KiMiidera Temple is located in the suburbs of the Wakayama City in the Wakayama Prefecture. KiMiidera Temple is the #2 Temple that is visited by Pilgrimages as part of the Saikoku 33 Kannon Pilgrimage of Western Japan. It is a mountain top Temple with great views of the Wakayama City and parts of the Awaji Island.
This temple can be easily reached with a short walk from the JR KiMiidera Station. JR KiMiidera Station is the second stop from JR Wakayama Station on the JR Kisei Line (going towards Shingu City).
KiMiidera Temple Seal
KiMiidera Temple was also known by the name of Gokokuin Temple. It was believed that KiMiidera Temple was first established in 770 AD by a Chinese Buddhist monk by the name of Weiguang. Monk Weiguang has carved the statues of Kannon Bodhisattva and placed them in the original prayer hall.
This temple later achieved much prominence under the rule of Japanese Emperor Shirakawa, who pronounced the temple to be an imperial temple. This temple was for many years belonged to the Shingon Sect of Japanese Buddhism, but now this temple belongs to Kusekannon Zong Sect of Buddhism.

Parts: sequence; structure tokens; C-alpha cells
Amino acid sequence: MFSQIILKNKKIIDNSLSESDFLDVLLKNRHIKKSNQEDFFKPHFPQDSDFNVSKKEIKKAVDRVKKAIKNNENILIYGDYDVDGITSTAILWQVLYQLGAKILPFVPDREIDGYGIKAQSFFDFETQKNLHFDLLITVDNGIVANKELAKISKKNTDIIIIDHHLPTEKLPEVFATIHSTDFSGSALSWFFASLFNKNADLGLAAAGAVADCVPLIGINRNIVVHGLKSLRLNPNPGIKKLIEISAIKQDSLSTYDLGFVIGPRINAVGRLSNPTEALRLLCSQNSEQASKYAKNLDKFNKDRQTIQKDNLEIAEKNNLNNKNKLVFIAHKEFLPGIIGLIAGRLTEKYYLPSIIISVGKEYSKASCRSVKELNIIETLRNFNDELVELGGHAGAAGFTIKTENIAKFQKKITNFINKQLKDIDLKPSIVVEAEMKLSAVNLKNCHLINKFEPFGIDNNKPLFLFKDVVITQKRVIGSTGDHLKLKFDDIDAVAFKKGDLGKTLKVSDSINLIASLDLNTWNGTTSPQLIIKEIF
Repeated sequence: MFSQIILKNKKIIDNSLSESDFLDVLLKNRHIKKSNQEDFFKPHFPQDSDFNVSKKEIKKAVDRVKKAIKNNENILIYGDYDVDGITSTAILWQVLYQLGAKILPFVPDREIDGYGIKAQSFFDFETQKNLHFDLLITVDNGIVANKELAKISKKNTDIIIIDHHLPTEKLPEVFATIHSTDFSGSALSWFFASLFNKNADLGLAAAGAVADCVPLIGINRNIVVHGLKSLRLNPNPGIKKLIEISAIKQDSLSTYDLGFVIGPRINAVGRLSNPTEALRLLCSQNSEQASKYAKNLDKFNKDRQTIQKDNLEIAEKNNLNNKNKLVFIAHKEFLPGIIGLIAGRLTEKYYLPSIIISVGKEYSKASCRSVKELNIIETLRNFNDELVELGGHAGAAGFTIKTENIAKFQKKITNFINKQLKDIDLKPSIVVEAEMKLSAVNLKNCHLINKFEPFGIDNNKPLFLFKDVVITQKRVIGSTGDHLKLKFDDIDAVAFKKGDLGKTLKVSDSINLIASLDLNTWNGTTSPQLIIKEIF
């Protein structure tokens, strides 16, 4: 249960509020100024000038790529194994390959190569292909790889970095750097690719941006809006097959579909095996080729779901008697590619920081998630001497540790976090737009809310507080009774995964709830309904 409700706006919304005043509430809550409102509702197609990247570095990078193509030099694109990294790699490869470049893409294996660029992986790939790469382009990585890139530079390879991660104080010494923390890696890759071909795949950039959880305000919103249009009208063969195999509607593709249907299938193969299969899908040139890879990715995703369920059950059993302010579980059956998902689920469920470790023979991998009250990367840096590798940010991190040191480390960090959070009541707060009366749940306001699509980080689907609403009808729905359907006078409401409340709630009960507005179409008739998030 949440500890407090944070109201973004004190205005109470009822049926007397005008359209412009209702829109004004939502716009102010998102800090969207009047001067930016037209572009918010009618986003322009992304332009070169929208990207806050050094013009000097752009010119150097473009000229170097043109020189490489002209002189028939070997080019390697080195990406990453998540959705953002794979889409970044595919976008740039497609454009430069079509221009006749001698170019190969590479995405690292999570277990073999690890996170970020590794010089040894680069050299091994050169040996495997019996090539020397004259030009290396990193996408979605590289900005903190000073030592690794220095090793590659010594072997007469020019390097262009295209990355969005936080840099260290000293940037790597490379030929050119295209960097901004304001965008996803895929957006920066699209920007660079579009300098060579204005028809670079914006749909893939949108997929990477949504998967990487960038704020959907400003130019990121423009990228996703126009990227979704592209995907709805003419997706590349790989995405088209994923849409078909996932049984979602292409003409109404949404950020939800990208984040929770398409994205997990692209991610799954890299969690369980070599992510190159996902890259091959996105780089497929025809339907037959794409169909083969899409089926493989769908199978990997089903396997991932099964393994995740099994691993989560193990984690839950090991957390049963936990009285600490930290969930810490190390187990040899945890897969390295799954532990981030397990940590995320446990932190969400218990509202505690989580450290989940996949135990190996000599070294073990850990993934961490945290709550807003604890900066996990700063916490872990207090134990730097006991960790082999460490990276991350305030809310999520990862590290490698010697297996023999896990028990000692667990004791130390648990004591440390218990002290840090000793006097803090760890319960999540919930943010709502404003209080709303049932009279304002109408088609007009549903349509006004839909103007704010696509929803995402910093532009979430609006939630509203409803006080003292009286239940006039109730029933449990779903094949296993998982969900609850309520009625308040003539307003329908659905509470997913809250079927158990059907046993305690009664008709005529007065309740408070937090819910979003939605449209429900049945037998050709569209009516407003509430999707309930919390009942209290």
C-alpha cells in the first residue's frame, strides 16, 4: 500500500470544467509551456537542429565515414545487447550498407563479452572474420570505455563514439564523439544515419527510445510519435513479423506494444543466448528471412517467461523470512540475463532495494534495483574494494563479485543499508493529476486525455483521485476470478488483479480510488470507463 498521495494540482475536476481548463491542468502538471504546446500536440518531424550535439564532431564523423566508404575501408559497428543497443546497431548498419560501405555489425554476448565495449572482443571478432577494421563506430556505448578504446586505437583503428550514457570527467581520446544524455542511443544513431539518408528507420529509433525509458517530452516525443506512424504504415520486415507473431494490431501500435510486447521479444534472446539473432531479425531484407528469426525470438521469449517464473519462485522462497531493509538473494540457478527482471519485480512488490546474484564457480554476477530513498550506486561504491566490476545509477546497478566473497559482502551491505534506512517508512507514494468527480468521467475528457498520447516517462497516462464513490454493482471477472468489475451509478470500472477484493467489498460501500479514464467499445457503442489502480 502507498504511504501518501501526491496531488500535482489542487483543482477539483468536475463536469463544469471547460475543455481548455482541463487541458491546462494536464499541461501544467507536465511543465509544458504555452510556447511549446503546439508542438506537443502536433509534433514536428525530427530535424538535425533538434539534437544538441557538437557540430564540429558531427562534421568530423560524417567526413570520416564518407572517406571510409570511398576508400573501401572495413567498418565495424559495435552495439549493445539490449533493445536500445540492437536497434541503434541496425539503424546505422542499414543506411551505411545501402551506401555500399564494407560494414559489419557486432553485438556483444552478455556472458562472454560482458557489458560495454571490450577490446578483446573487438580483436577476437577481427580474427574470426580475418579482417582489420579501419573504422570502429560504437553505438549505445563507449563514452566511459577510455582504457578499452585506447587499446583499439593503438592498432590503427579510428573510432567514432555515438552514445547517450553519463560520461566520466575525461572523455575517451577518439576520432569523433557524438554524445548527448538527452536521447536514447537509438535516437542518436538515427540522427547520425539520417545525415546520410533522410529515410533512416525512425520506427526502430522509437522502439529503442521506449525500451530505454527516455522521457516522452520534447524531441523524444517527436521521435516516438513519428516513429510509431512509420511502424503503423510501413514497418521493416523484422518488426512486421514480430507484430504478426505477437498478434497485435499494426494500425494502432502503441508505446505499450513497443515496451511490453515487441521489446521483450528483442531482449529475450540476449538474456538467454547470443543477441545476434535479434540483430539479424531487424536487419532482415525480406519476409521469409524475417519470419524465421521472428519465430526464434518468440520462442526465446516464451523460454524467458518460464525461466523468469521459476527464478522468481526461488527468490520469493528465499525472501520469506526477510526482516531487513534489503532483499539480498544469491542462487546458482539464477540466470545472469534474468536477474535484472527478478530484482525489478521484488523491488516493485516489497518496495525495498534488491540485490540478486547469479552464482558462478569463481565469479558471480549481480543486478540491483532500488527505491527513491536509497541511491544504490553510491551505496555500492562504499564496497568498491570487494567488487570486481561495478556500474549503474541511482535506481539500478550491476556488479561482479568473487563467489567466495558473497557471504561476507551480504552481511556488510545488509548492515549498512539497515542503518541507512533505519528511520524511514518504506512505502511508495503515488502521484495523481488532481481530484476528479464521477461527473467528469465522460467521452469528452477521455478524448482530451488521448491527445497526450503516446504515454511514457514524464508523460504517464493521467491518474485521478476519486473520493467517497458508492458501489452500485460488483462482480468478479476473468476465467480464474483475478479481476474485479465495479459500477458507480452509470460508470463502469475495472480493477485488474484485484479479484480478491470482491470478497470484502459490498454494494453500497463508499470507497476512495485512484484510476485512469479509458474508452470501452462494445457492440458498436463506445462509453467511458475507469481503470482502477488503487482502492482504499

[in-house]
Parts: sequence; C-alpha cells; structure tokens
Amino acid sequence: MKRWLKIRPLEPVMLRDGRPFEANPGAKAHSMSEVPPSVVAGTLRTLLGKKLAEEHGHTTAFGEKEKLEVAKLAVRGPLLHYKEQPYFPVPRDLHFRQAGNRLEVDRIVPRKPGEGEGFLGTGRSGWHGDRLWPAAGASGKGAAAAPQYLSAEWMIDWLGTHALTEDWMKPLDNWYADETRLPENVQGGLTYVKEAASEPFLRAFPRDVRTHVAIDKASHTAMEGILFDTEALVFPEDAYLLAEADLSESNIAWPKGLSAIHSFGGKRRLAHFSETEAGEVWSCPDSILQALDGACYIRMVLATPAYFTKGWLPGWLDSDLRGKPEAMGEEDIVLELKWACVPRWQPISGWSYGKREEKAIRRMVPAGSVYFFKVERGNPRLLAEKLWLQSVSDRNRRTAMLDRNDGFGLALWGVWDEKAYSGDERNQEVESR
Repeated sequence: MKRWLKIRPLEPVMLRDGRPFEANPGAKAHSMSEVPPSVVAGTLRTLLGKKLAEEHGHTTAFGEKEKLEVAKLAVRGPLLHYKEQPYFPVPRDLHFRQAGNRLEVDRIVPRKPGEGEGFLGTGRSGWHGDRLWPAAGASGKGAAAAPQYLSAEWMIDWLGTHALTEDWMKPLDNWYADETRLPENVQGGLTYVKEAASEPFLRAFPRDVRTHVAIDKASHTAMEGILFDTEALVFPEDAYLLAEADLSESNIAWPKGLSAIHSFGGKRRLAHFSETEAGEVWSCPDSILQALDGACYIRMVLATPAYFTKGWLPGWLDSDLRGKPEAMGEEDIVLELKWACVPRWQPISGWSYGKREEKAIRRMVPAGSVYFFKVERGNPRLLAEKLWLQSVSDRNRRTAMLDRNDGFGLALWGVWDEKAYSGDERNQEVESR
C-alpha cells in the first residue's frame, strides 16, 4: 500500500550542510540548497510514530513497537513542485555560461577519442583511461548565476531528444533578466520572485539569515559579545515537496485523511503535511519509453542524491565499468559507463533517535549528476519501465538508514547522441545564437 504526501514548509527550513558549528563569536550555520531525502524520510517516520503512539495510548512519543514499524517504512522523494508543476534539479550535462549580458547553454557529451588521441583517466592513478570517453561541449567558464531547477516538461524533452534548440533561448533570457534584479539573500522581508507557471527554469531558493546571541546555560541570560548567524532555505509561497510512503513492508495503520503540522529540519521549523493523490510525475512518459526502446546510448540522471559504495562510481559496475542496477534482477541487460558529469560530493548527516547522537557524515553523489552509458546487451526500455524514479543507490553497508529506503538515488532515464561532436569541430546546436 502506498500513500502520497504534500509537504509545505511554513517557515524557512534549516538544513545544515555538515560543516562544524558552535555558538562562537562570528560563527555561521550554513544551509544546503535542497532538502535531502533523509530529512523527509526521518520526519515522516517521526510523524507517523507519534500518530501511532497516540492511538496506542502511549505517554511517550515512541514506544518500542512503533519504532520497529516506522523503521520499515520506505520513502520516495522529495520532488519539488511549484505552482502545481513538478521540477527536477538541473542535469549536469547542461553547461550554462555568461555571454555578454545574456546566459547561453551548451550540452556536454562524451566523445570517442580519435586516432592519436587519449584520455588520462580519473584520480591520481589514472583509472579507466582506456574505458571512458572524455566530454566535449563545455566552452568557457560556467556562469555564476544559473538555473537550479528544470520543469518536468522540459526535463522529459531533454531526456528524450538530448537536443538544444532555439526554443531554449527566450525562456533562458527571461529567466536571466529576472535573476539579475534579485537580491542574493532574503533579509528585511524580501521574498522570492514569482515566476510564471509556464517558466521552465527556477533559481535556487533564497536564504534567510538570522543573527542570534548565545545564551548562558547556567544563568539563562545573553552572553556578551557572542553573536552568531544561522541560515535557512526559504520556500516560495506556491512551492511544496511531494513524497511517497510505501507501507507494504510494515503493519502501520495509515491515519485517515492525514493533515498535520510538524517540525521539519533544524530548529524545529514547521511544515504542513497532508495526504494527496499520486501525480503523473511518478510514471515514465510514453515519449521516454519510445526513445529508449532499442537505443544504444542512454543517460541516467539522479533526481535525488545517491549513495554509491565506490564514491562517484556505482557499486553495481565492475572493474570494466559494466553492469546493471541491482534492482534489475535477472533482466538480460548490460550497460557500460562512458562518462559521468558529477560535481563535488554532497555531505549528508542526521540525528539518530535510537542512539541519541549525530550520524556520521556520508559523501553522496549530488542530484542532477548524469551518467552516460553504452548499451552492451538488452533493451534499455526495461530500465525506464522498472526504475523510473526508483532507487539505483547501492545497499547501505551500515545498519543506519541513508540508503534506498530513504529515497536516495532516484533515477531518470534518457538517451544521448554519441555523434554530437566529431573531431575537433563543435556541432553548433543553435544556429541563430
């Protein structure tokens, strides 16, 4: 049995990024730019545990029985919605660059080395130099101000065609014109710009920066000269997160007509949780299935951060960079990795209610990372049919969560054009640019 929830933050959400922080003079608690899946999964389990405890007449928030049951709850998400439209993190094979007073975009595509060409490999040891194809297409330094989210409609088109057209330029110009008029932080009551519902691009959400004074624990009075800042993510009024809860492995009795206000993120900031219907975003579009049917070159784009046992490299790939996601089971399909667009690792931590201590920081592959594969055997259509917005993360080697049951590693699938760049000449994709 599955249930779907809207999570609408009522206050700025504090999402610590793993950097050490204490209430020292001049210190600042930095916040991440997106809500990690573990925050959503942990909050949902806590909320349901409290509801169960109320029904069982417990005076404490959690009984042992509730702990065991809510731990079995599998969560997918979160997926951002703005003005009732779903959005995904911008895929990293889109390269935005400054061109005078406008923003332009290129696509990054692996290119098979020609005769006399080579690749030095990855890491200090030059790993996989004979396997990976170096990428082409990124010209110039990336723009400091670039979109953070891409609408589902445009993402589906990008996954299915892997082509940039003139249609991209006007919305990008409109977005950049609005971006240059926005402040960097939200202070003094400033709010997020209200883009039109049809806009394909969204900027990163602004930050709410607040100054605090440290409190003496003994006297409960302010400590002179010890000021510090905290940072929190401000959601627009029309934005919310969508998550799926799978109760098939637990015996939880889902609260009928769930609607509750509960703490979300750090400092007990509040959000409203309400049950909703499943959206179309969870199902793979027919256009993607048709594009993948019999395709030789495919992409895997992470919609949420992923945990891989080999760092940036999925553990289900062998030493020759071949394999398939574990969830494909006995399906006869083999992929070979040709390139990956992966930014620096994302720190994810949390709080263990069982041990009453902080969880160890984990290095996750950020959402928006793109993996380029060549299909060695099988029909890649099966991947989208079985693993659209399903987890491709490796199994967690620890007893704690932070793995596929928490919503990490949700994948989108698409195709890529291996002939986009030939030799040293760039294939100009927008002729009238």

There are many structures that comprise the temple's precincts, the most important one was the Hondo, which was built in the 18th century and uses a style called Irimoya-zukuri. From the main gate at the bottom of the hill, you need to climb 231 steps to get to the Hondo Precincts.
The Kannon Statue believed to have been carved
by Monk Weiguang
This Hondo's style is an excellent example of the late Edo era. Zelkova tree, which is a suitable building material for the wooden architecture, was used for it's structure.
In addition to the seventeenth and eighteen century structures, a new Kannon building was constructed in the temple precincts, whose balcony provides great views of parts of the Shikoku and Awaji Islands.
There are about 500 Cherry trees seen in the KiMiidera Temple precincts and every year during the Cherry Blossom season in the late April, major festival is held at this temple and visited many Wakayama residents.